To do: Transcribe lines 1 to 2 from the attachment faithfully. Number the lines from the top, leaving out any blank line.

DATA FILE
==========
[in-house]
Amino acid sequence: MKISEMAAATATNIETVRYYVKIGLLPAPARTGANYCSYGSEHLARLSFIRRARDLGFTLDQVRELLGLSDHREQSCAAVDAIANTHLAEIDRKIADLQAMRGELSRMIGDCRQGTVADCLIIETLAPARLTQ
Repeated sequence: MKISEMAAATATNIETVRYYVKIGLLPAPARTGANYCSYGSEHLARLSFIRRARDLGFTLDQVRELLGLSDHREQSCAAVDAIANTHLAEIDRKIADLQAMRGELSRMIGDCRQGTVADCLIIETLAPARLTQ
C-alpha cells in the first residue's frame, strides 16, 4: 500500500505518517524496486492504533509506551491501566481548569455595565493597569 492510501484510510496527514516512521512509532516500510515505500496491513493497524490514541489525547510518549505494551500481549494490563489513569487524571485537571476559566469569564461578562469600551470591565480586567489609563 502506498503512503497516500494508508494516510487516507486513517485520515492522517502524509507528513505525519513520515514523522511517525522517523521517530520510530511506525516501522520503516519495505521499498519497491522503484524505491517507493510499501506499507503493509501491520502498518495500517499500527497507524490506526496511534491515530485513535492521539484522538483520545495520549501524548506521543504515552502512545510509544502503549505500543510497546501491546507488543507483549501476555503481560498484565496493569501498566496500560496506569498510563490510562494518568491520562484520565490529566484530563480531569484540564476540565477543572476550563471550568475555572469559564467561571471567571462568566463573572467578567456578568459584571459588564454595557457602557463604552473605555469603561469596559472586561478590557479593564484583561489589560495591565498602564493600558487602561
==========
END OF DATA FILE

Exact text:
[in-house]
Amino acid sequence: MKISEMAAATATNIETVRYYVKIGLLPAPARTGANYCSYGSEHLARLSFIRRARDLGFTLDQVRELLGLSDHREQSCAAVDAIANTHLAEIDRKIADLQAMRGELSRMIGDCRQGTVADCLIIETLAPARLTQ